On January 13, Judge Lord issued the public version of Order 50 in Certain Semiconductor Devices, Semiconductor Device Packages, And Products Containing Same, Inv. 337-TA-1010, granting-in-part Respondents’ motion to compel production of factual materials underlying pre-suit testing.

Pursuant to Commission Rule 210.12(a)(9) subsections (viii) and (ix), Complainants Tessera Technologies, Inc., Tessera, Inc., and Invensas Corporation (collectively, “Tessera”) attached claim charts to the complaint in this investigation, applying the limitations of each asserted independent claim to certain accused devices and third-party domestic industry products.  Tessera cited to these claim charts when it responded to the first set of discovery requests from Respondents Broadcom Limited, Broadcom Corporation, Avago Technologies Limited, and Avago Technologies U.S. Inc. (collectively, “Broadcom”) regarding an identification of accused products, infringement contentions, and domestic industry contentions.  Tessera subsequently served supplemental responses to Broadcom’s contention interrogatories regarding infringement and domestic industry purporting to replace its previous responses, attaching new claim charts that did not rely on evidence from the complaint.  On November 3, 2016, Tessera produced its privilege log, identifying numerous documents related to its pre-filing testing of Broadcom products.  On November 15, 2016, Respondents Broadcom Limited, Broadcom Corporation, Avago Technologies Limited, and Avago Technologies U.S. Inc. (collectively, “Broadcom”) filed a renewed motion to compel the production of factual materials underlying the testing of Broadcom products and asserted third-party domestic industry products.

Judge Lord granted Broadcom’s motion in part and denied in part, explaining that Tessera’s initial interrogatory responses represent a waiver of work-product protection for the documents cited therein, and Tessera should not be permitted to use its pre-filing investigation as a “sword” in answer to interrogatory responses while relying on the “shield” of the work-product doctrine.  However, Judge Lord noted that Tessera’s waiver of work-product protection only applies to the pre-filing testing of products that are specifically identified in the cited exhibits to the Complaint, and not to every product that may have been tested.  Therefore, Judge Lord ordered Tessera to produce the subset of documents from its privilege log that relate to the preparation of claim charts in complaint exhibits, excluding documents that constitute legal advice and analysis or are protected by the attorney-client privilege.  Per Judge Lord’s order, Tessera’s production of documents should include all images and test results for the products identified in the complaint exhibits, even if these results were not used.  Specific examples of such documents discussed in the order include photographs, optical images, scanning electron microscope results, X-ray images, and X-ray spectroscopy reports.  In addition, Tessera was ordered to identify the protocols and processes used for testing and analysis (including any equipment and software used) and the individuals involved in the testing of the products identified in the complaint exhibits.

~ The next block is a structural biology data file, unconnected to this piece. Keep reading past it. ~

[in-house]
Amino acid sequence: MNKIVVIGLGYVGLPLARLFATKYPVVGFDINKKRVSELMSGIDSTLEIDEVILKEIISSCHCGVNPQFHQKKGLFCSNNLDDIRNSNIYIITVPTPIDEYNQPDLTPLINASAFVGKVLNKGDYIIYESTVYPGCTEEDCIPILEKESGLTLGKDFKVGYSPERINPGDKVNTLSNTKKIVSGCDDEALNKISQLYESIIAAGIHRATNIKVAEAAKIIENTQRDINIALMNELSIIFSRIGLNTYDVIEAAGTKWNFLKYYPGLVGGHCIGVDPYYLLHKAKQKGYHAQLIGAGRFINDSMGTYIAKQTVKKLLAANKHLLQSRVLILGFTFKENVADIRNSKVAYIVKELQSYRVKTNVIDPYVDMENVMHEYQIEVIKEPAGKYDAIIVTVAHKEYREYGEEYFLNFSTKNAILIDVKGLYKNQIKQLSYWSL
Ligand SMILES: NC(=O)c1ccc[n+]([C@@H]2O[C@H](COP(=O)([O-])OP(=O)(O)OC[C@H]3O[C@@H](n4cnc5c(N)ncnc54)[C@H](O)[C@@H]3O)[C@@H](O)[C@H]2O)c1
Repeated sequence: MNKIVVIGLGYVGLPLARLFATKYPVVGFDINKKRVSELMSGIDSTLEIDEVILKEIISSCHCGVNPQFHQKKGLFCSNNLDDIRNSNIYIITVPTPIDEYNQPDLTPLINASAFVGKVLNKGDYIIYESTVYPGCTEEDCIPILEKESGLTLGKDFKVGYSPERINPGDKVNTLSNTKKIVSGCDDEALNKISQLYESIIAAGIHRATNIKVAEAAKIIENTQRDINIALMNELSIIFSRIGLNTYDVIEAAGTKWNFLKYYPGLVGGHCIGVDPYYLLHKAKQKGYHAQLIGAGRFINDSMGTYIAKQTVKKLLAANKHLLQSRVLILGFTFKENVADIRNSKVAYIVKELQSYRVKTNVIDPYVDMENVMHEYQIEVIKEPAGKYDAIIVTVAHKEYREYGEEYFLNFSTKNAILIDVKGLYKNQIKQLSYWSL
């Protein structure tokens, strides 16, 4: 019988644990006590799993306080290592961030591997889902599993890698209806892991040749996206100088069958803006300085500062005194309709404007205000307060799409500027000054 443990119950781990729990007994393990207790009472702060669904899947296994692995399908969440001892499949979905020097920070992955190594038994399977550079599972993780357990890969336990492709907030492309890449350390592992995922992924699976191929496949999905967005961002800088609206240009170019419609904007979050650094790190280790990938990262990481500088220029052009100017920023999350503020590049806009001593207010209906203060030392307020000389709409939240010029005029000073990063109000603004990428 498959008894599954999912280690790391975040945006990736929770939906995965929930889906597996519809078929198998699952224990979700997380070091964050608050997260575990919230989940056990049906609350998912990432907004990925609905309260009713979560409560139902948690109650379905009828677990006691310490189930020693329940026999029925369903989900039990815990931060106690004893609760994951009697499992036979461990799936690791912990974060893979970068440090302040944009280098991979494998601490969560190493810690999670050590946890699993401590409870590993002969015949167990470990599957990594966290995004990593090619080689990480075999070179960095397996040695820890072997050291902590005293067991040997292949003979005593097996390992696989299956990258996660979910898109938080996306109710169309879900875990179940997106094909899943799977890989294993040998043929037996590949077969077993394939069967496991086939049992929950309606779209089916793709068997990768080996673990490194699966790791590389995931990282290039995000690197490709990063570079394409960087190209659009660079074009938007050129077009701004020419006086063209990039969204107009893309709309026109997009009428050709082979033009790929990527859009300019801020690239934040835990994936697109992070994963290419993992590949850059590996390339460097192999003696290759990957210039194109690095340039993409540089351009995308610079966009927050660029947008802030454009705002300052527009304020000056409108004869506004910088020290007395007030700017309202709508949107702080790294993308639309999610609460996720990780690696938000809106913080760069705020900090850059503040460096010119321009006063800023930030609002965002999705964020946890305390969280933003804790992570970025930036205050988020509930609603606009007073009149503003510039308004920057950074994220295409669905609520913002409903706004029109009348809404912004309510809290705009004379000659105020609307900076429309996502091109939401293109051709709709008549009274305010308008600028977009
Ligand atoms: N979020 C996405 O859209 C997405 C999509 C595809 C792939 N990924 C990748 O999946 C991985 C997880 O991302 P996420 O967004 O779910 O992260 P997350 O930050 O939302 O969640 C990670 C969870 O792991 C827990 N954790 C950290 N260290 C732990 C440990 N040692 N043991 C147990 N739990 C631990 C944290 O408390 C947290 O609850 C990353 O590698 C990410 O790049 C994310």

Takeaway

Commission Rule 210.12 requires complainants to conduct significant pre-suit investigation before filing a complaint.  One of the requirements is the inclusion, when practicable, of claim charts showing how the accused and domestic industry products practice claims of the asserted patents.  Based on ALJ Lord’s order, complainants should be careful not to cite to these charts in discovery responses.  Citation to these claim charts can waive work product privilege, and could render details about pre-suit testing (including test results, technical analysis, equipment and software used, and personnel involved) discoverable by respondents.

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